# Famous publications

In science, famous publications are a number of memoirs, books, and textbook that have been instrumental in the development of chemistry and thermodynamics. The following table lists famous core publications particularly germane to the subjects of human chemistry and human thermodynamics. Short articles on selections of these publications are listed in the “Wiki pages” file subsection (adjacent) to this header page; others are listed below.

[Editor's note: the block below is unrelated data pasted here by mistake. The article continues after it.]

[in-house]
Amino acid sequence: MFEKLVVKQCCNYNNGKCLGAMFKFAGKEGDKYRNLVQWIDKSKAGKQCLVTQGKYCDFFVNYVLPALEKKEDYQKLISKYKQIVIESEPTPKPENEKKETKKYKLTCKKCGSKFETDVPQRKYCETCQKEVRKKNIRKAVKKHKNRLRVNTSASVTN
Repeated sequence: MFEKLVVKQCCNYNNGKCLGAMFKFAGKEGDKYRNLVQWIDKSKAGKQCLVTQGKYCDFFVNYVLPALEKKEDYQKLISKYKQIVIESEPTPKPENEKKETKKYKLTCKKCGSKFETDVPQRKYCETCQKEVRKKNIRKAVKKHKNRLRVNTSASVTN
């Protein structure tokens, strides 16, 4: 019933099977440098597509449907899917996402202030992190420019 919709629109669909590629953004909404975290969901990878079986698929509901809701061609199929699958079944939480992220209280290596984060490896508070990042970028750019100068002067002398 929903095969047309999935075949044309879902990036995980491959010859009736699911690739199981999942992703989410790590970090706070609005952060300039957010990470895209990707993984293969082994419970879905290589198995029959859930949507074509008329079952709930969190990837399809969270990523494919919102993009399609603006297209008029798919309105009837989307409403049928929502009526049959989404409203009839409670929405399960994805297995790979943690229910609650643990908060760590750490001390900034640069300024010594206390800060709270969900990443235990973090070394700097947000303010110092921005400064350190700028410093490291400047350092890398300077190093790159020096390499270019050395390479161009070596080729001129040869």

List
The following is the work-in-progress list of famous hmolscience-related publications. Highlighted publications indicate pure classic works on human thermodynamics: